Several months back, I was eating dinner with friends at a popular restaurant and lounge in Jaipur, Rajasthan. Following our dinner, we asked the waiter to divide our checks for us. He scoffed and walked away as soon as he heard our request. I later spoke to the manager who told me that he would certainly divide our checks for us, but that this was not common practice in India. Furthermore, he explained that the restaurant did not have the computer software to do this, and even if they did, the workers did not have sufficient knowledge with computers to work with this type of software.
Former President Clinton stated that “today, many companies are reporting that their number one constraint on growth is the inability to hire workers with the necessary skills.” In a country with nearly half of its population under the age of 25 and increasing foreign direct investment (FDI), it nearly goes without saying that basic skillsets in the workplace are necessary not only for the given company’s operations, but India’s growth overall as it rises towards the status of an economic superpower.
In a recent Indian Express article, skillset training or “skilling” is considered to be an emerging industry as India has a unique situation. Although demand for workers is considerably high, the number of those who have the skills necessary to meet this demand is by no means up to par. TalentSpirit founder, Santanu Paul, stated that while working as the head of Indian operations in Hyderbad for Virtusa Corporation “for every 100 people interviewed, we could only pick up five.” Since then, he has designed a 3 month training module that focuses on placings its graduates in IT companies and banks following graduation (Iyer, 1).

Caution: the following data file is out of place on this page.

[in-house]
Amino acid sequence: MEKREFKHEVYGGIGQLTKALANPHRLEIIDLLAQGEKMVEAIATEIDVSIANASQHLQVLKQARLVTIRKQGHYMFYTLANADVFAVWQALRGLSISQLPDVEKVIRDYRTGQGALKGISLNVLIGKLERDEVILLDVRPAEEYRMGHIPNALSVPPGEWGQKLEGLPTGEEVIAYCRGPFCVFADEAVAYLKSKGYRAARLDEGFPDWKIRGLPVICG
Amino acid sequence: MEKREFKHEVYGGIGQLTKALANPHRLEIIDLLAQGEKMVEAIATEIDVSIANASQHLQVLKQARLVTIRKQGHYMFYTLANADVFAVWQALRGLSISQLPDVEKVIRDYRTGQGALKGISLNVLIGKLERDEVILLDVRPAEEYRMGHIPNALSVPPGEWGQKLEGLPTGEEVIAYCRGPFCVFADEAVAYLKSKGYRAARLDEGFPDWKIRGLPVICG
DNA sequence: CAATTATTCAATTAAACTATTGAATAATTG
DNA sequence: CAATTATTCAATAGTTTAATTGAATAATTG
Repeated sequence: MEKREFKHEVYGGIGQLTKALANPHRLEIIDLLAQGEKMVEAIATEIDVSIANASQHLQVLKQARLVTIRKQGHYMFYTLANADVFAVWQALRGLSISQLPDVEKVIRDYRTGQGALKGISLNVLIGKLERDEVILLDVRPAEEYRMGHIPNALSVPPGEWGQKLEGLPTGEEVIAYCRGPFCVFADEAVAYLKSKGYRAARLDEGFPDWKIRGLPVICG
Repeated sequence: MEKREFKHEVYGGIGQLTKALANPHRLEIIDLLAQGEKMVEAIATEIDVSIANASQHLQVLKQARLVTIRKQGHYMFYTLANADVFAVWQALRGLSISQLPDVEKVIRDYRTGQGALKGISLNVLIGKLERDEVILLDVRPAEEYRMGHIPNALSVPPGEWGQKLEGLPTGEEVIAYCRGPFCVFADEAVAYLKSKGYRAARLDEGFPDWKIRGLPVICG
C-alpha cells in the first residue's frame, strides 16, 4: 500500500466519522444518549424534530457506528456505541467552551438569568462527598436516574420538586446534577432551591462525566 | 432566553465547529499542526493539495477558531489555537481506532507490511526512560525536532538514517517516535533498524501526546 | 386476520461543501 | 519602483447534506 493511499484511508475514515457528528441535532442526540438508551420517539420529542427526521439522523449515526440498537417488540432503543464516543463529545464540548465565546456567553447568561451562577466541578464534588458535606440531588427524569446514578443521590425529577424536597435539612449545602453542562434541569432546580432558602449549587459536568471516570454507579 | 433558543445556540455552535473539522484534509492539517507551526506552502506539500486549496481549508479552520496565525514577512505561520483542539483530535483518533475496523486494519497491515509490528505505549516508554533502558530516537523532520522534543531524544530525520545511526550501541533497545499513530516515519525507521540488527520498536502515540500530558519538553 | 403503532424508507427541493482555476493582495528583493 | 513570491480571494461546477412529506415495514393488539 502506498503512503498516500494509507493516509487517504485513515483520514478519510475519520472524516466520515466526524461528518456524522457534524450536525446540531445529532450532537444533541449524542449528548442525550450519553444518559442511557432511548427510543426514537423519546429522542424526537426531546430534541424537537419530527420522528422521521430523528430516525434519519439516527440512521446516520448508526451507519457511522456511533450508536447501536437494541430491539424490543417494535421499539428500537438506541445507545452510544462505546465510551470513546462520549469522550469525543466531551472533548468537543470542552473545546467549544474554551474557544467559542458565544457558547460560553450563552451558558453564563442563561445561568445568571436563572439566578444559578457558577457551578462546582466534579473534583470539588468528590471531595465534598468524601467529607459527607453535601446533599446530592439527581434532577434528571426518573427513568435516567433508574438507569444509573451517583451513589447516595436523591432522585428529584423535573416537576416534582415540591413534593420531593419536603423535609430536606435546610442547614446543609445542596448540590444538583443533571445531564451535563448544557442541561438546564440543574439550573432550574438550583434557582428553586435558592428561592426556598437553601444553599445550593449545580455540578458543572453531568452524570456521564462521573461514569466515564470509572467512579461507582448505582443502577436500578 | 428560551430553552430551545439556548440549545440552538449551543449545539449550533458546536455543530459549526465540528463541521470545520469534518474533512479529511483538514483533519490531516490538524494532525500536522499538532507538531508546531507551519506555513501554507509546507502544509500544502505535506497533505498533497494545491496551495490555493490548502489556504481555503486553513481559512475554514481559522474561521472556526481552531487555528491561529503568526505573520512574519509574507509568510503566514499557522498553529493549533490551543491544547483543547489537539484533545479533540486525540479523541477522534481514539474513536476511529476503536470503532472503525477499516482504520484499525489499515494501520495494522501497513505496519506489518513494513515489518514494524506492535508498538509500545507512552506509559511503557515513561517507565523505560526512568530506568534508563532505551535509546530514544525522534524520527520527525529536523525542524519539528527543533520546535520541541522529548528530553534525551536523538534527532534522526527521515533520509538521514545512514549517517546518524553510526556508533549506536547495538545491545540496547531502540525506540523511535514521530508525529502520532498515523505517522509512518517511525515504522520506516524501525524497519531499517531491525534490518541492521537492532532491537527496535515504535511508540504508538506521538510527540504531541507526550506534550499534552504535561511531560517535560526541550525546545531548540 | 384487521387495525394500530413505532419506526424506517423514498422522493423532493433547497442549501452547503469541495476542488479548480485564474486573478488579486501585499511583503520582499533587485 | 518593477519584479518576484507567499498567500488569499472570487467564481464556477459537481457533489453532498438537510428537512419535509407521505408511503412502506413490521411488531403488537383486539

Recently, my fellowship work has become more focused on placing students with companies following graduation of our courses at Empower Pragati. Empower teaches different types of skillsets that are in high demand in Ahmedabad, including life skills, customer relations services, computer skills, and more recently basic English. While speaking with different companies, I viewed the qualifications necessary for their positions. To my surprise, despite the fact that many positions required a college degree; companies were willing to accept our students because their skills were more in line with what they desired from candidates.
Whether the motivation to train India’s youth comes from a for-profit company, an NGO, or otherwise, the reality remains that there is immense opportunity in this “skilling” field. For progression to truly occur amongst India’s workforce, these skillsets must be met, especially amongst the major demographic of India’s youth, which is likely to have a competitive advantage with other countries once these skills are obtained.
Iyer, P. Vaidyanathan. “‘Skilling’ latest biz mantra as top CEOs quit jobs to provide training.” Indian Express [New Delhi ] 18 04 2011, 1-2. Web. 21 Dec. 2011.